Biggest Nutrition Traps, Part 2: Quality v. Quantity

 Don’t assume that just because something is good for you, you can consume it in unlimited quantities.

Monica Reinagel, MS, LD/N, CNS
3-minute read
Episode #172


In the first installment of this three-part series, I talked about the all-important difference between natural and healthy.  People often make the mistake of thinking that something is good for you just because it’s all-natural or organic.  Today, I want to explore a different kind of nutritional blind-spot that has to do with quality versus quantity. Even when a food is good for you, it doesn’t necessarily follow that you can eat it in unlimited quantities.  Whole grains and fresh fruits are two examples of healthy foods that can easily be over-consumed. 

Hold the Line on Whole Grains

As I talked about in a recent article on whole grains, you hear an awful lot these days about the benefits of whole grains.  People who replace refined grain products like white bread with whole grain products like whole wheat bread have lower rates of heart disease, cancer, diabetes, obesity, and many other diseases.  But a lot of people have misunderstood this to mean that whole grains are like vegetables—the more, the better!

I have friends, for example, who wouldn’t be caught dead eating a forkful of white rice—after all, they’re watching their waistlines!  Yet they see nothing wrong with eating two or three cups of brown rice with dinner—and can’t imagine why they struggle with their weight.

Whole grains are definitely better for you than refined grains. But that doesn’t mean that portion sizes don’t matter. Despite being higher in fiber and certain nutrients, whole-grain foods are primarily starch. They provide a lot of calories and relatively little nutritional value. And although whole-grain foods are a little easier on your blood sugar than refined grain foods, they still have a moderate to high glycemic impact.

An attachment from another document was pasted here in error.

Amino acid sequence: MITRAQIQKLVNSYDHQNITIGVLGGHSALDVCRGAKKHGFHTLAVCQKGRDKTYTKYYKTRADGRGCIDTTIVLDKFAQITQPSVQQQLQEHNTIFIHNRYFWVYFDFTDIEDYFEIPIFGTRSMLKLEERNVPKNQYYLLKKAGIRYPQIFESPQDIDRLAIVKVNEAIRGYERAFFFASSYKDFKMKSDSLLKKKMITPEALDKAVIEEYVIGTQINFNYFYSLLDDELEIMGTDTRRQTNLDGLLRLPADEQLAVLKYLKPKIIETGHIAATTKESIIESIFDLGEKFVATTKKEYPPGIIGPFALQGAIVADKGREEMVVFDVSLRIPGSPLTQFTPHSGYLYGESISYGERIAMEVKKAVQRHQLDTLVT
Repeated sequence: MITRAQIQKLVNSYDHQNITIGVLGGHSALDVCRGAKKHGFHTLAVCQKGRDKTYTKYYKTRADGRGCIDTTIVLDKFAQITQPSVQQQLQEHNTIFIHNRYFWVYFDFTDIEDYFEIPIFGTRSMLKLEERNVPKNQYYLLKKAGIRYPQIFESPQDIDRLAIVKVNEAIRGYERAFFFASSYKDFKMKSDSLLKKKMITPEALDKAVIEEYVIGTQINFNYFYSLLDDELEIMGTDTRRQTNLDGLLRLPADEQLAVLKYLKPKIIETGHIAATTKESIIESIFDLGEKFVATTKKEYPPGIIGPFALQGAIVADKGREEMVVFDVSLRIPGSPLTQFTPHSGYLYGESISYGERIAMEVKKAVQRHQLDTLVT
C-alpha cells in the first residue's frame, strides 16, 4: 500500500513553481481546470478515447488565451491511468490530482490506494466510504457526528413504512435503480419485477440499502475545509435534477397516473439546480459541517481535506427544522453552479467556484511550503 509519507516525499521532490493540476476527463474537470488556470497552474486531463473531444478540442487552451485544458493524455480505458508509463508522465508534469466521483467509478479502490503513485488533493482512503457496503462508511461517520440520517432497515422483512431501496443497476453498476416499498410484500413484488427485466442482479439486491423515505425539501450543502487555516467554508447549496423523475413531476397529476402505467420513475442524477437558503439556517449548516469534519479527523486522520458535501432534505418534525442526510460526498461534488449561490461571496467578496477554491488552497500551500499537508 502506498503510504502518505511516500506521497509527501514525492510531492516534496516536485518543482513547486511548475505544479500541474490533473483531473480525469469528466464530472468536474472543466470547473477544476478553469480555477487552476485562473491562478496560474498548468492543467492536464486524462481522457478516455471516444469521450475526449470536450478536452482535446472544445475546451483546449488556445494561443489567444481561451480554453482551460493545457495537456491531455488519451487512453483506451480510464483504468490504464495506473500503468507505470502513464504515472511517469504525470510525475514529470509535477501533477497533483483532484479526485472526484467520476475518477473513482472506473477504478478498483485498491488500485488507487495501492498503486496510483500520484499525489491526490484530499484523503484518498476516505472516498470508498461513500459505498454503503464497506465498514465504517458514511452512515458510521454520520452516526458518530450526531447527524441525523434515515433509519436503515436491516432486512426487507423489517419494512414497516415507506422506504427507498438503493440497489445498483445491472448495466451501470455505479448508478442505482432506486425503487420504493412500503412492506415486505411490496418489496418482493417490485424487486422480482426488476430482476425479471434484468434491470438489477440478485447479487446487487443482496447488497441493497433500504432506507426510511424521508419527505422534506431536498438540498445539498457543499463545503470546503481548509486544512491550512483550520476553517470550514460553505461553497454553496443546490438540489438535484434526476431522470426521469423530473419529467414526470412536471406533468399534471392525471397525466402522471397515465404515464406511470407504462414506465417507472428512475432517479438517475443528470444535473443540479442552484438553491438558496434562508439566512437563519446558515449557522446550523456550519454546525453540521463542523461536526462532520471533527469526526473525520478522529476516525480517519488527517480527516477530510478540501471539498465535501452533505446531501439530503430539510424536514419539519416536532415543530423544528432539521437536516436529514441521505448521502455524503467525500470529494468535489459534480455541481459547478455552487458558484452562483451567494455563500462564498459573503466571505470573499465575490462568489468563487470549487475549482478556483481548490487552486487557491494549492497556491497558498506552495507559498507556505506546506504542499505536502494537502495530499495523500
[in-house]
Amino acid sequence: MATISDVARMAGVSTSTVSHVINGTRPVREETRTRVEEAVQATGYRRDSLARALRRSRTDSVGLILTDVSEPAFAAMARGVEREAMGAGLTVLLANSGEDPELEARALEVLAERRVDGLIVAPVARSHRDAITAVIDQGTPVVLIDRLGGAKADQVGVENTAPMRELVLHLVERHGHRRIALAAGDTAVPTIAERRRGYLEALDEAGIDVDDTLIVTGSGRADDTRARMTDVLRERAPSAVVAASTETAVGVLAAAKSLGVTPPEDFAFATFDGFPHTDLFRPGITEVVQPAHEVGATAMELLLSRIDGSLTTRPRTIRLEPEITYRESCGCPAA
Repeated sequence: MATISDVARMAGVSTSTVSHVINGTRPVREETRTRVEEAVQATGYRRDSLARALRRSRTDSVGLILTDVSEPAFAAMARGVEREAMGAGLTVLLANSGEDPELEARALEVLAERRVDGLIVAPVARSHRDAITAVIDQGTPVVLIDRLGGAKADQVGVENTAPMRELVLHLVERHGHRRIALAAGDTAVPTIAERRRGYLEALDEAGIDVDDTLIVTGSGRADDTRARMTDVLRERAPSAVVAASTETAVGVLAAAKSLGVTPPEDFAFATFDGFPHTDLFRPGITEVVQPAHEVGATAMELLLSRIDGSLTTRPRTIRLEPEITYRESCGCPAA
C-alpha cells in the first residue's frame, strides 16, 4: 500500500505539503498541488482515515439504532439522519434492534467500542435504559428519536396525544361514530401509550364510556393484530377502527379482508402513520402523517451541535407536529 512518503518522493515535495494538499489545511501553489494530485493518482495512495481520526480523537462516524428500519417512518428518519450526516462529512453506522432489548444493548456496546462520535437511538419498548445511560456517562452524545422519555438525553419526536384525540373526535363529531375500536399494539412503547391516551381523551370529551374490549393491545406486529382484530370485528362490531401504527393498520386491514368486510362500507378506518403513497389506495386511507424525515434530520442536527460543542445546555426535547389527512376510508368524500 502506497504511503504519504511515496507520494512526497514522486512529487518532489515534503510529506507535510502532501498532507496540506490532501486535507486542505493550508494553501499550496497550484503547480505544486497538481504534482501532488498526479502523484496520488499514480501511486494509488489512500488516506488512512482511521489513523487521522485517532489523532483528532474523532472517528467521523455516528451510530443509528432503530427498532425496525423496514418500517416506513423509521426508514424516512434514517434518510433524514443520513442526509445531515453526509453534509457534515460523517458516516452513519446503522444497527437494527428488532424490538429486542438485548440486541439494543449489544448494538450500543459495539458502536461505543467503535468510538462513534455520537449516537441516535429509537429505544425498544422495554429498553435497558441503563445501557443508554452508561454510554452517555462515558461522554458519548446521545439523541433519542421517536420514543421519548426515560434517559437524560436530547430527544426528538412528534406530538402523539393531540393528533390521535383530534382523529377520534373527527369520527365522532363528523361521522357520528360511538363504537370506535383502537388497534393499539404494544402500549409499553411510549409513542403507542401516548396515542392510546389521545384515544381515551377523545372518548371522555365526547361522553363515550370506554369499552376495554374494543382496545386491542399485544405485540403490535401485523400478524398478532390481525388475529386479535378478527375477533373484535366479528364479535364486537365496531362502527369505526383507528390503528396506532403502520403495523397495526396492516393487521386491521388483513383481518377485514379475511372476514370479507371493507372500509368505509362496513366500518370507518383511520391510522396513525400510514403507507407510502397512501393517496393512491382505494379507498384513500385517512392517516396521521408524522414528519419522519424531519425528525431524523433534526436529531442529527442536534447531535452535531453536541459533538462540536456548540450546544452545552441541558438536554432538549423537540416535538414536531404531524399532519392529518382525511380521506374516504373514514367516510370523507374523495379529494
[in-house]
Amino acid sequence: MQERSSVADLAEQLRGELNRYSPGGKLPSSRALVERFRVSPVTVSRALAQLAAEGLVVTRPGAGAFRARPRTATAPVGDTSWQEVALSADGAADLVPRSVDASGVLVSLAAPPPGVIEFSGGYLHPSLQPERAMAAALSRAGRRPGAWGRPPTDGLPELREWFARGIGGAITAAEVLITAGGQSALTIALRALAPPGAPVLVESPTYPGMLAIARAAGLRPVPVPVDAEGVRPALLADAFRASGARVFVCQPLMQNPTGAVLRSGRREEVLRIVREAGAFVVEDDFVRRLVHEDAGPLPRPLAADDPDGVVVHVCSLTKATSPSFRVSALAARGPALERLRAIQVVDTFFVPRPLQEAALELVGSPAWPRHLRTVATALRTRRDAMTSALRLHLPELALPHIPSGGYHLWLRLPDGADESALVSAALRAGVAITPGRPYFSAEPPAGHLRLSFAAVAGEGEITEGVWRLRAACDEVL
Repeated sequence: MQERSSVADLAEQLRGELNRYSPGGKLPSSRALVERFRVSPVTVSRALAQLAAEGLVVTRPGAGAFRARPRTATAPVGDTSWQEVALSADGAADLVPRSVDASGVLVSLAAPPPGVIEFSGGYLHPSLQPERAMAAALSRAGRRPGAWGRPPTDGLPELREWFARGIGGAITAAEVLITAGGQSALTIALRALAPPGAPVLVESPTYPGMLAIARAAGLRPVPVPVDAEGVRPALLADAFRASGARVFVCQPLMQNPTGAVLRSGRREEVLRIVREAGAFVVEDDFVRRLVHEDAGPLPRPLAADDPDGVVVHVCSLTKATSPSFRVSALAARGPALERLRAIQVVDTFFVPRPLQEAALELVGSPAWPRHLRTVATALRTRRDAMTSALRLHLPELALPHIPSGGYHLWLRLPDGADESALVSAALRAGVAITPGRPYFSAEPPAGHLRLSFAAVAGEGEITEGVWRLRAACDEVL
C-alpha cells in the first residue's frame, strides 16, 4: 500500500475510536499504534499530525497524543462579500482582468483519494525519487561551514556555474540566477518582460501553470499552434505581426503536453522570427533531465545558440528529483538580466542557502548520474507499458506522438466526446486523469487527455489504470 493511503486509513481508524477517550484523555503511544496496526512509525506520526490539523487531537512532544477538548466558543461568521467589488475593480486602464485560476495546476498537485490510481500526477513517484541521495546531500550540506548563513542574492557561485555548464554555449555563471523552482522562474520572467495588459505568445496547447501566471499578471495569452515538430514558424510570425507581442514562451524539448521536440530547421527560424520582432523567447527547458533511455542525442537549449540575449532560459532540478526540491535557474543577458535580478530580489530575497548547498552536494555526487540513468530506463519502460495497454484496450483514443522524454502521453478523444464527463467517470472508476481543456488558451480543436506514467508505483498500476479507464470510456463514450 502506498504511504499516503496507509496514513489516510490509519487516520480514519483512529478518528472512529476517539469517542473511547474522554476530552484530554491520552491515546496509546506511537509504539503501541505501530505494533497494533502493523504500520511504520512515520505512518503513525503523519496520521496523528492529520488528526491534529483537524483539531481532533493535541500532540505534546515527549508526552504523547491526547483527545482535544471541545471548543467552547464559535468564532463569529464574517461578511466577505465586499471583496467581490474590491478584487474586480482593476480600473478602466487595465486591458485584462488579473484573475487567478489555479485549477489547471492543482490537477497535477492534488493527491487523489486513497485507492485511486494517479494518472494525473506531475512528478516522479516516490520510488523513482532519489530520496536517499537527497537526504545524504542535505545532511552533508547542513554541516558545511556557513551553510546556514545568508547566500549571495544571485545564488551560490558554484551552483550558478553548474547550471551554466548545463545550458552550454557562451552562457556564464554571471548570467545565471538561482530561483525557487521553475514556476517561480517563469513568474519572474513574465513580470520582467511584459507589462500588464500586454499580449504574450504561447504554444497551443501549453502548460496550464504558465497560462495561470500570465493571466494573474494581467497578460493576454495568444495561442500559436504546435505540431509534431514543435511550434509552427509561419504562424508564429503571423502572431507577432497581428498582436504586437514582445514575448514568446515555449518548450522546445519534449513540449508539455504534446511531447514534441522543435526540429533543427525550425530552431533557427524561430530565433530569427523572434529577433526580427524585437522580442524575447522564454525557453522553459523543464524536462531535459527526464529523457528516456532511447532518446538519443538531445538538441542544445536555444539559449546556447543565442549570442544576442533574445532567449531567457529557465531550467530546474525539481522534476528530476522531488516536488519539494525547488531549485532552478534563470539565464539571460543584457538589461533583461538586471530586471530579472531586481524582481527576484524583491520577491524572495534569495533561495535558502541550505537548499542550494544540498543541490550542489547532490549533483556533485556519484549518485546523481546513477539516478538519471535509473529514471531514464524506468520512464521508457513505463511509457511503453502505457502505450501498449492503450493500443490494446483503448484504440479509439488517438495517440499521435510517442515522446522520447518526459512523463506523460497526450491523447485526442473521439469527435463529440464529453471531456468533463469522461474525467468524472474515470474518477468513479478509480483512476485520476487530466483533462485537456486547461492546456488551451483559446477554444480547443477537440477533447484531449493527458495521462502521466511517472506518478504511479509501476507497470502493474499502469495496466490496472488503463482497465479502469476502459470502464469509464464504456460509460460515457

When it comes to grains, you need to pay attention to quality and quantity.  In fact, when it comes right down to it, quantity may even be more important.  For reasons I explained in The Truth About Whole Grains, I’d actually rather see you have an appropriately-sized serving of white pasta than an over-sized serving of whole grain pasta. Best of all, of course, would be an appropriately-sized serving of whole grain pasta.

Fruit: How Sweet It Is!

Fruit also has a place in a healthy diet—but, again, more is not necessarily better. Fruits and vegetables both provide important antioxidants, phytonutrients, fiber, fluids—nutrients that protect and enhance your health. However, compared with vegetables, fruits tend to be significantly higher in sugar and calories.  

I think people often rationalize that the sugar or calories in fruit doesn’t really “count” because it’s coming from a healthy source. After all, fruit is a food we’re supposed to be eating, right?  And in fact, when I talked about keeping track of your added sugar, I did say that you didn’t have to include fruit in that total. But that’s not a license to eat a pound of raisins at your desk every afternoon. 

Fruit is both yummy and good for you. And you’re much better off satisfying your sweet tooth with a piece of fruit than a candy bar. But to keep your diet balanced and your sugar intake within bounds, I suggest limiting fruit to two to four servings a day—and no more than one of those should be in the form of juice. 

In the next and final installment in this special three-part series, I’ll have one more tip on how to avoid the biggest nutritional traps.  

I have two brand new books debuting this month! Both of them target the nutrition myths and misperceptions that so often trip people up:

Both are available in ebook and audiobook formats for just $2.99 each!  


About the Author

Monica Reinagel, MS, LD/N, CNS

Monica Reinagel is a board-certified licensed nutritionist, author, and the creator of one of iTunes' most highly ranked health and fitness podcasts. Her advice is regularly featured on the TODAY show, Dr. Oz, NPR, and in the nation's leading newspapers, magazines, and websites. Do you have a nutrition question? Call the Nutrition Diva listener line at 443-961-6206. Your question could be featured on the show.